Obviously, it wasn’t the kind of stories that strongly caught my attention.

As an adult, I grew to have a serious appreciation for horror movies and the horror genre. This appreciation led me to research any horror stories in my preferred medium of comic books. I found out all about EC comics and their headline title, Tales from the Crypt.

The EC comics have a strong role in the history of comics. Famous for quality and absorbing, gorey, gruesome stories, the comics themselves are absolute gems. They were hugely popular in the very early 1950’s, and they were the center of a storm surrounding comics and the idea that comic books were one of the primary causes of juvenile delinquency. The debates led to senate hearings, book burnings, self-regulation of the comic book industry, and the demise of EC comics. But I don’t want to get into all that here. It’s better covered elsewhere. If you’re interested, you can start here and here.

As great as the EC horror comics were, I never really found them all that scary. Maybe it’s because I was reading them as a jaded adult in the first decade of the 21st century and not as an eight-year-old in 1951. I heartily enjoyed them, but I didn’t find them scary.

In fact, I was under the impression that comic books couldn’t really scare me. I’ve recently learned different.

No discussion about modern day horror comics can be had without mentioning the Walking Dead. It’s a comic that my wife and I both enjoy immensely. Strongly adult, very engrossing, high quality stories told in the medium of a black-and-white comic book. The comic spurred a hit television show and is still being published monthly.

The thing that gets me about the Walking Dead is that I find a genuine surprise in every issue. Writer Robert Kirkman legitimately catches me off guard with at least one page-turn surprise per issue. The whole series is very disturbing for someone who’s most comfortable with super-hero comics of the seventies. At one stage in the series, it got to the point that I was afraid to turn the page for fear of what would happen next.

But this is a fear born of tension and anticipation, rather than legitimate fear. I was starting to feel a little jaded. It was like I was too old or exposed to find any true fear in horror comic books. I felt as if I had missed out. Is it possible for an adult who watches horror movies regularly to be scared by reading a comic book?

Recently I had heard about a series called Locke & Key from comic book publisher IDW. The series is written by a dude named Joe Hill. Hill writes both books and comics, and he absolutely deserves credit in his own right, so I won’t mention who his father is. ( The Locke & Key series had been recommended to me by a few different sources. So I finally broke down and bought the first collection.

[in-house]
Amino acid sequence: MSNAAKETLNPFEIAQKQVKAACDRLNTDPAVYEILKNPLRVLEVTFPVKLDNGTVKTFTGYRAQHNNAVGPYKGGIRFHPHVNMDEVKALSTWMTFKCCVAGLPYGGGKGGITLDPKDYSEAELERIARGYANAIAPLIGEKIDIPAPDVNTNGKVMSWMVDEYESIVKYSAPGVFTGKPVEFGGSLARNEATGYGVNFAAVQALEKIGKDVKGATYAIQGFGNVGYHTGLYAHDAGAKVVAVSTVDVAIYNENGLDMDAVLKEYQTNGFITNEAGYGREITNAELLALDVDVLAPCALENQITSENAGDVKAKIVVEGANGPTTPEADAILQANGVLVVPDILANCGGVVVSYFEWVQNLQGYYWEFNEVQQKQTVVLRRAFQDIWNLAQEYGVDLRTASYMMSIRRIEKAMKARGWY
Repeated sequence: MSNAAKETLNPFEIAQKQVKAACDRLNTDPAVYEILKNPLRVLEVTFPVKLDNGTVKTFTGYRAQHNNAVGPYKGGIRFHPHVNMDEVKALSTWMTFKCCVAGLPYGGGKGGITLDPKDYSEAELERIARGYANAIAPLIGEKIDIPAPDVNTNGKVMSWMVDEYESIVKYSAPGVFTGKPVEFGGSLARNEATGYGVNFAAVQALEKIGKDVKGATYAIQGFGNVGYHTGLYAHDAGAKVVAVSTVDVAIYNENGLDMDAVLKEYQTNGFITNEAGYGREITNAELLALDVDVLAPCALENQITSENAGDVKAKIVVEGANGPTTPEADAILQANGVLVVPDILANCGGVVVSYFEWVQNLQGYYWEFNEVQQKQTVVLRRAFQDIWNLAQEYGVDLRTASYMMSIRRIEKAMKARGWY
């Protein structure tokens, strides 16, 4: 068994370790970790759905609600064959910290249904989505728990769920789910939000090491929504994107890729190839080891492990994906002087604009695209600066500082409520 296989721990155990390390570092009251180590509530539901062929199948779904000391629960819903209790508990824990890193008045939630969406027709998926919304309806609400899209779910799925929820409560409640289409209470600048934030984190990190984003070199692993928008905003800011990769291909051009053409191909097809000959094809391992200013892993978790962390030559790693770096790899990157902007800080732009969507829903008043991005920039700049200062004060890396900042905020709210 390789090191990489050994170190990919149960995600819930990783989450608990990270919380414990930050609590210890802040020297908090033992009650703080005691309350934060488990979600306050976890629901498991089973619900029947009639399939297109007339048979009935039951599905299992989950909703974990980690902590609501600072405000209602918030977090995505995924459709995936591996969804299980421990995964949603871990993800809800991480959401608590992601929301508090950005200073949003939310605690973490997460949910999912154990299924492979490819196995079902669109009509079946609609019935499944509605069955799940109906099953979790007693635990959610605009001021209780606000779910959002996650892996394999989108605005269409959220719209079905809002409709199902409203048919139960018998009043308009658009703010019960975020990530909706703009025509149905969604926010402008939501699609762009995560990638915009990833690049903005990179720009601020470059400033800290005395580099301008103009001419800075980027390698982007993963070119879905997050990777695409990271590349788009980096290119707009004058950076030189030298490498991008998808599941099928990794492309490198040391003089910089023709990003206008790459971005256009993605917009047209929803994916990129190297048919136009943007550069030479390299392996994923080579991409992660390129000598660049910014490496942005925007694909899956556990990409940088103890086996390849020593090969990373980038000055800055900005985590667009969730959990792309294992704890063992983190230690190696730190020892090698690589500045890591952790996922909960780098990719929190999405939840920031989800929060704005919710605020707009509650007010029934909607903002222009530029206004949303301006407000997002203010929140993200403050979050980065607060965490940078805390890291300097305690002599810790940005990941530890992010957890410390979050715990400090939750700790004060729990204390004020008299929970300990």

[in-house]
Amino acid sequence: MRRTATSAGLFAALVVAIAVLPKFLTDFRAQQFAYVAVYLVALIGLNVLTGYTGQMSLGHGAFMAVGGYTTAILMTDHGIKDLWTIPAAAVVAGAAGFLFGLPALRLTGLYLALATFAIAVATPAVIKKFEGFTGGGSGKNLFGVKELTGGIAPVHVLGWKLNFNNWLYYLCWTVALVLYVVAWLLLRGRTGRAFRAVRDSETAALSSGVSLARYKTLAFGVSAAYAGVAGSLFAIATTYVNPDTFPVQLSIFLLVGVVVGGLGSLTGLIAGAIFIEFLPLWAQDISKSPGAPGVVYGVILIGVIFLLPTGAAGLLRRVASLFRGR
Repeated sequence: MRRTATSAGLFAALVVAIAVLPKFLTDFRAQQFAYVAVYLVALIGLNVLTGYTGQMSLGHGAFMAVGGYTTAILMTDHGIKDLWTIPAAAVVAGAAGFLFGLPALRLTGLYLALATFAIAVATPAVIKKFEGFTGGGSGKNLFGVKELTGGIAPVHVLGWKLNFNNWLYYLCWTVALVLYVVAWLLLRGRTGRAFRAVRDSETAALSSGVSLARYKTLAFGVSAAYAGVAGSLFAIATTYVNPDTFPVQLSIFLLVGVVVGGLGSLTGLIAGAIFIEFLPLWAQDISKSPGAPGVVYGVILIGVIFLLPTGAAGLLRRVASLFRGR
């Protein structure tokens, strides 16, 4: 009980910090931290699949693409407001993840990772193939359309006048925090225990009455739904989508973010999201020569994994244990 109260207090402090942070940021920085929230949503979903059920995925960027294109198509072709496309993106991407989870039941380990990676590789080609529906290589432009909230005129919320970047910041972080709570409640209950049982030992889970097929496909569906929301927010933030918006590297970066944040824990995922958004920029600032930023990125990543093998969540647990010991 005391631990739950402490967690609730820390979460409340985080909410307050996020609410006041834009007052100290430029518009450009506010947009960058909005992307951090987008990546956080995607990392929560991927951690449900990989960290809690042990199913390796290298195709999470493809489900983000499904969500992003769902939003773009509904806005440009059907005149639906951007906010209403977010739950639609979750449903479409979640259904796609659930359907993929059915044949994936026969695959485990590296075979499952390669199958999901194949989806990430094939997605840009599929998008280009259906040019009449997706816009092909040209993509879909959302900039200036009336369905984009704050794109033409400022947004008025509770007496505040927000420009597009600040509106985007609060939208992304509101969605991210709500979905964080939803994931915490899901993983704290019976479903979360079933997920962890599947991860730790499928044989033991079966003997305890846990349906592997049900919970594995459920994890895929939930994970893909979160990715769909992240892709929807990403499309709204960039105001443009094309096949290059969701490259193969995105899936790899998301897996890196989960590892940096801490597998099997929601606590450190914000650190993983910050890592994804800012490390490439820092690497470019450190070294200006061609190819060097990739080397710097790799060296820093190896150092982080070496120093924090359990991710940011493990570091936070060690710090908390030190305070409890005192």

It was a winter afternoon, I sat in the quiet sun room while the kids were off playing in another room and Lorie was working on her projects. Maybe it was a combination of focus, solitude, and the quality of the material. But reading this I found myself to be downright scared. Hill crafts a tale involving an old New England haunted house, a family recently devastated by a serial killer, and mystical keys that open doors in ways that no key on my keychain is capable of. The series deserves every inch of reputation it has and I intend to buy the rest of the collections. There was one image in particular that I can’t shake. And I’m very glad that I was able to put down the colorful adventures of my favorite super heroes for an afternoon and absorb myself in this horror story without distraction. It was quite the experience.

And now, unfortunately, I’m thinking.

I’m thinking that maybe that’s why I don’t seem to enjoy entertainment that much anymore. The focus. Between my ever-present To Do list, and the needs of my very active family I have very little opportunity to carve out a time for focused reading. I hope that particular state of being is temporary. I enjoy the way things are now and live in the moment. But I very rarely sit through a modern TV show or a modern comic without thinking about all the many, many things that I could be doing instead. It’s only the movies and comics of yesteryear, the stuff I’m already familiar with, that can distract me to the level of actually enjoying my entertainment.

Or… y’know… maybe I just think too much. That’s Lorie’s theory.


Friday, January 25, 2013

Super Hero Poses

My preferred method of entertainment, comic books, is an extremely visual medium. In fact, it's the essential core concept of the medium. And for decades the adventures of super-heroes were best contained in comic books because it was the only medium that could showcase their adventures with the special effects necessary.

Sometimes I'm caught off guard by how these images can stick with me. Most of all, images from comics I had as a child keep springing to mind.

For instance, the other day I reached for a towel and imagined my arm was stretching like Mr. Fantastic to grab the towel. Afterwards, I wondered why. As I do this kind of thing frequently. The answer is simple:

I was reaching for a towel like Mr Fantastic in Fantastic Four #185, 1977, as drawn by George Perez.

I find myself adopting poses or at least imagining poses from the comics of my childhood quite alot. Such as ring recharging and rhyming like Green Lantern in Green Lantern and Green Arrow #95, 1977, as drawn by Mike Grell.

Or fighting like Captain America from Giant-Size Captain America #1, 1975, as drawn by Jack Kirby.

Or swimming like Aquaman from Aquaman #57, 1977, as drawn by Jim Aparo.